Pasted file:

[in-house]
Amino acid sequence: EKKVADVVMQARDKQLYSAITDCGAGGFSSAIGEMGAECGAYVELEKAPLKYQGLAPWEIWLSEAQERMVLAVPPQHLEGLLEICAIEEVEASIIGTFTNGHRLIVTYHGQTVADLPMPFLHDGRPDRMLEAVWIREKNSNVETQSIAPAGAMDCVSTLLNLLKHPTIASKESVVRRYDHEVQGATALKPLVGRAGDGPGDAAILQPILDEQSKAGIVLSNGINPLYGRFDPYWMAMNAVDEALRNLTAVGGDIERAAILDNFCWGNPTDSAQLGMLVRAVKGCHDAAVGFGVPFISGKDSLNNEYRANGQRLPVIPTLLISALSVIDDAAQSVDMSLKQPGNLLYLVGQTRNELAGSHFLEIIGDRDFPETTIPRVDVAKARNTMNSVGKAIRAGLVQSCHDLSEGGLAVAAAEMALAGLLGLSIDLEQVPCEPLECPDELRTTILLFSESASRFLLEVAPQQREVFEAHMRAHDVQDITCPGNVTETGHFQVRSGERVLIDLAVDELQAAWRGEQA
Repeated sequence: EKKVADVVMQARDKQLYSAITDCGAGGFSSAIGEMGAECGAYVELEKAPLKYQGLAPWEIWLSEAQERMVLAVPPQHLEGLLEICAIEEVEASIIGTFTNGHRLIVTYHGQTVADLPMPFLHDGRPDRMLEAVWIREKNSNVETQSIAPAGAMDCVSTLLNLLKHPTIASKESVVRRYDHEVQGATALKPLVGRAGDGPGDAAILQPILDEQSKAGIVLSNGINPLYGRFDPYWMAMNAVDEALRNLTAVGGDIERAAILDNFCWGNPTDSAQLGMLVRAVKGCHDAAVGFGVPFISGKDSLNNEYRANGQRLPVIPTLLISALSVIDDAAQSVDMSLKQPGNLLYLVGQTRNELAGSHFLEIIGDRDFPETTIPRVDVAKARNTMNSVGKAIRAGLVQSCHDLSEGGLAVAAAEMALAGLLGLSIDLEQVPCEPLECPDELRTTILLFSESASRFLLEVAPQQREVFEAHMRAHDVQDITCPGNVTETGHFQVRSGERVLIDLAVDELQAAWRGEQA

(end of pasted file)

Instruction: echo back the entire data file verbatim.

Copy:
[in-house]
Amino acid sequence: EKKVADVVMQARDKQLYSAITDCGAGGFSSAIGEMGAECGAYVELEKAPLKYQGLAPWEIWLSEAQERMVLAVPPQHLEGLLEICAIEEVEASIIGTFTNGHRLIVTYHGQTVADLPMPFLHDGRPDRMLEAVWIREKNSNVETQSIAPAGAMDCVSTLLNLLKHPTIASKESVVRRYDHEVQGATALKPLVGRAGDGPGDAAILQPILDEQSKAGIVLSNGINPLYGRFDPYWMAMNAVDEALRNLTAVGGDIERAAILDNFCWGNPTDSAQLGMLVRAVKGCHDAAVGFGVPFISGKDSLNNEYRANGQRLPVIPTLLISALSVIDDAAQSVDMSLKQPGNLLYLVGQTRNELAGSHFLEIIGDRDFPETTIPRVDVAKARNTMNSVGKAIRAGLVQSCHDLSEGGLAVAAAEMALAGLLGLSIDLEQVPCEPLECPDELRTTILLFSESASRFLLEVAPQQREVFEAHMRAHDVQDITCPGNVTETGHFQVRSGERVLIDLAVDELQAAWRGEQA
Repeated sequence: EKKVADVVMQARDKQLYSAITDCGAGGFSSAIGEMGAECGAYVELEKAPLKYQGLAPWEIWLSEAQERMVLAVPPQHLEGLLEICAIEEVEASIIGTFTNGHRLIVTYHGQTVADLPMPFLHDGRPDRMLEAVWIREKNSNVETQSIAPAGAMDCVSTLLNLLKHPTIASKESVVRRYDHEVQGATALKPLVGRAGDGPGDAAILQPILDEQSKAGIVLSNGINPLYGRFDPYWMAMNAVDEALRNLTAVGGDIERAAILDNFCWGNPTDSAQLGMLVRAVKGCHDAAVGFGVPFISGKDSLNNEYRANGQRLPVIPTLLISALSVIDDAAQSVDMSLKQPGNLLYLVGQTRNELAGSHFLEIIGDRDFPETTIPRVDVAKARNTMNSVGKAIRAGLVQSCHDLSEGGLAVAAAEMALAGLLGLSIDLEQVPCEPLECPDELRTTILLFSESASRFLLEVAPQQREVFEAHMRAHDVQDITCPGNVTETGHFQVRSGERVLIDLAVDELQAAWRGEQA